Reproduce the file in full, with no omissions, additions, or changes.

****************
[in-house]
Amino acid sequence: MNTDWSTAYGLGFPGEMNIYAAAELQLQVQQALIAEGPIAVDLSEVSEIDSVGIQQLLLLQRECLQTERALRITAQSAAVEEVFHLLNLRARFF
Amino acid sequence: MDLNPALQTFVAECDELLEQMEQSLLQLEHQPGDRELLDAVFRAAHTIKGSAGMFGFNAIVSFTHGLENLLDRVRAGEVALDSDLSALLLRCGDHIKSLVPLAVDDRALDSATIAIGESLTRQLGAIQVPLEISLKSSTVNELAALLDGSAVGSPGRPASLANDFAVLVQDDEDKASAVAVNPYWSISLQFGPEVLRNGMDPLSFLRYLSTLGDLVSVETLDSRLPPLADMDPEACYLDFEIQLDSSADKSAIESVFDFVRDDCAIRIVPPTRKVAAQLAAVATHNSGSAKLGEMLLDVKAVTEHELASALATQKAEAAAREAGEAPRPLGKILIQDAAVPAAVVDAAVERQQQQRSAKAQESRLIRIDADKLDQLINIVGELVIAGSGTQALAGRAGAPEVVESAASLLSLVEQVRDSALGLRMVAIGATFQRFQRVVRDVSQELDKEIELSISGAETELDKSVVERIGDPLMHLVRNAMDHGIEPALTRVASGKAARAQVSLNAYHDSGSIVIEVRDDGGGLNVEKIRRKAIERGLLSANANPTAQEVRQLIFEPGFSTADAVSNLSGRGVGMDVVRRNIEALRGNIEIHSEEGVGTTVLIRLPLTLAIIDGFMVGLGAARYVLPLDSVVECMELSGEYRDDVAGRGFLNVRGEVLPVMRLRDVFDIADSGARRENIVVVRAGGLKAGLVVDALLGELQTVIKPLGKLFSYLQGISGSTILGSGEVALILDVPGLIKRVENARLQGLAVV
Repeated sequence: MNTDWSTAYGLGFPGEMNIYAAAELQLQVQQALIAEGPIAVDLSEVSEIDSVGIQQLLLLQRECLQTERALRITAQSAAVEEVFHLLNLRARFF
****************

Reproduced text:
[in-house]
Amino acid sequence: MNTDWSTAYGLGFPGEMNIYAAAELQLQVQQALIAEGPIAVDLSEVSEIDSVGIQQLLLLQRECLQTERALRITAQSAAVEEVFHLLNLRARFF
Amino acid sequence: MDLNPALQTFVAECDELLEQMEQSLLQLEHQPGDRELLDAVFRAAHTIKGSAGMFGFNAIVSFTHGLENLLDRVRAGEVALDSDLSALLLRCGDHIKSLVPLAVDDRALDSATIAIGESLTRQLGAIQVPLEISLKSSTVNELAALLDGSAVGSPGRPASLANDFAVLVQDDEDKASAVAVNPYWSISLQFGPEVLRNGMDPLSFLRYLSTLGDLVSVETLDSRLPPLADMDPEACYLDFEIQLDSSADKSAIESVFDFVRDDCAIRIVPPTRKVAAQLAAVATHNSGSAKLGEMLLDVKAVTEHELASALATQKAEAAAREAGEAPRPLGKILIQDAAVPAAVVDAAVERQQQQRSAKAQESRLIRIDADKLDQLINIVGELVIAGSGTQALAGRAGAPEVVESAASLLSLVEQVRDSALGLRMVAIGATFQRFQRVVRDVSQELDKEIELSISGAETELDKSVVERIGDPLMHLVRNAMDHGIEPALTRVASGKAARAQVSLNAYHDSGSIVIEVRDDGGGLNVEKIRRKAIERGLLSANANPTAQEVRQLIFEPGFSTADAVSNLSGRGVGMDVVRRNIEALRGNIEIHSEEGVGTTVLIRLPLTLAIIDGFMVGLGAARYVLPLDSVVECMELSGEYRDDVAGRGFLNVRGEVLPVMRLRDVFDIADSGARRENIVVVRAGGLKAGLVVDALLGELQTVIKPLGKLFSYLQGISGSTILGSGEVALILDVPGLIKRVENARLQGLAVV
Repeated sequence: MNTDWSTAYGLGFPGEMNIYAAAELQLQVQQALIAEGPIAVDLSEVSEIDSVGIQQLLLLQRECLQTERALRITAQSAAVEEVFHLLNLRARFF